Around 1850 a need for labor for the construction of the Panama Canal and railroads, as well as the organization of banana farms on the Caribbean coastal plain, brought the importation of several hundred thousand blacks, largely from Jamaica. The population of Central America did not return to its pre-Columbian level of five million until 1930. Thereafter it increased rapidly to 12 million in 1950 and 26 million by 1985. This rate of growth has significantly increased population density, particularly in Guatemala and El Salvador, which contain 53 percent of the population of Central America. El Salvador, with no empty frontier region for an expanding population, has a density of 680 persons per square mile. This is by far the highest for any Central American nation.
The nations of Central America share many cultural characteristics. Except in Belize, where Spanish is the common language, Roman Catholics make up between 85 and 95 percent of the population, and masses of rural poor people live on what they can grow on the land. In Guatemala, El Salvador, and Honduras, people tend to be poorer. A greater proportion of their population lives in rural areas. Far fewer people can read and write than in Belize, Costa Rica, Nicaragua, and Panama.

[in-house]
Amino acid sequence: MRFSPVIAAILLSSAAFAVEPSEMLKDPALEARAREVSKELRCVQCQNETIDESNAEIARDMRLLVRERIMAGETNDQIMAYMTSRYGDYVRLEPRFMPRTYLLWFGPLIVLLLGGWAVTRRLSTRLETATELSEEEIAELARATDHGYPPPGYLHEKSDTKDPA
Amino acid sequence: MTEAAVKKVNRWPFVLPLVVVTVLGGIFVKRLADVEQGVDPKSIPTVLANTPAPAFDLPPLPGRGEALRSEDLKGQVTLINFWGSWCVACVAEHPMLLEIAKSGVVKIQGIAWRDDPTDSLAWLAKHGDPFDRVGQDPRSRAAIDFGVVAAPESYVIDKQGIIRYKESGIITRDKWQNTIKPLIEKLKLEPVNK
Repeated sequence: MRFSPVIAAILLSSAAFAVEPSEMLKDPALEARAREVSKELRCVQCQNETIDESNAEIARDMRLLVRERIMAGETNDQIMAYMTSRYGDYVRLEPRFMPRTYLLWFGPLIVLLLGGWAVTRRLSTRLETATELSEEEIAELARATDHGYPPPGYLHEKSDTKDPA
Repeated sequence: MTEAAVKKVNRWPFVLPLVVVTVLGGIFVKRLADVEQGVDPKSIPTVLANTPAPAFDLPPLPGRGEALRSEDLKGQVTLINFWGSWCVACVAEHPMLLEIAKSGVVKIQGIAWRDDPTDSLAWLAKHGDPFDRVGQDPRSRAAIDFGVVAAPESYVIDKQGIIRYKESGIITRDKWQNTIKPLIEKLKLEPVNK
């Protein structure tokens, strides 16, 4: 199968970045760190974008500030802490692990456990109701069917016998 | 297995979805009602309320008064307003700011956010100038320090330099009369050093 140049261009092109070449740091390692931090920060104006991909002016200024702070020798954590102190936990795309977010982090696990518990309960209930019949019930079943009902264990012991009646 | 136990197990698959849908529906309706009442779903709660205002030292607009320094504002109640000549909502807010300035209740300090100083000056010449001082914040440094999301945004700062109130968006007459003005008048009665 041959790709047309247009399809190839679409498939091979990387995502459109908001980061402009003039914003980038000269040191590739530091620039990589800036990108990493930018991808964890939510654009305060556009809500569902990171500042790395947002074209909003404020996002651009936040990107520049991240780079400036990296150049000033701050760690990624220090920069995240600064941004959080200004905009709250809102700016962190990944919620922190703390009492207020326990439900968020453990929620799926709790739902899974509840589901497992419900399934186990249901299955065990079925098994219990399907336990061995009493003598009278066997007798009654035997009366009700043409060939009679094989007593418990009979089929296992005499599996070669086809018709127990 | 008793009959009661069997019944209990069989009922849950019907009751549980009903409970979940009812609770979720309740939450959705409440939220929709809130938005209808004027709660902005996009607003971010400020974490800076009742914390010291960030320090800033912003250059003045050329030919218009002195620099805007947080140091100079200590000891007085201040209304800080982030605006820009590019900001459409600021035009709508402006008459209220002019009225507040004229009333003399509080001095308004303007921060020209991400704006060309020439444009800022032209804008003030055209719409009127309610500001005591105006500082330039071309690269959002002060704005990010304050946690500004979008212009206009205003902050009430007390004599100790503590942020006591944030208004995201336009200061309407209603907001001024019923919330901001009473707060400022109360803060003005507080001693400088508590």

As a colonial possession of Spain, Central America had few resources to offer. There was a limited supply of gold and silver. The export of the vegetable dyes indigo and cochineal provided limited sources of income. It was not until the mid-1800 s after freedom from Spain, that exports from Central America began to enter world markets and provide resources necessary for modernization. In the latter half of the 1800 s coffee production spread rapidly throughout the volcanic uplands. Shortly before the turn of the century, banana plantations were established in the Caribbean lowlands. Railroads and ports were constructed to handle exports. Cotton appeared as a major export in the 1950 s. In the 1970 s, beef became a major export. The three new exports came from coastal lowlands predominantly along the Pacific. Although business has developed quickly, it is strong mostly only the capital cities. Even though, farming is decreasing in importance, farmers continue to make a significant contribution to the national economy of each nation. They produce mostly corn, beans, and squash, which make up a large part of their diets. Depending on the climate, farmers may also produce grains, fruits, vegetables, and meat products for the commercial market. Moreover, the subsistence farmer is critically important as a source of cheap labor during the seasonal harvests of coffee, sugar, and cotton.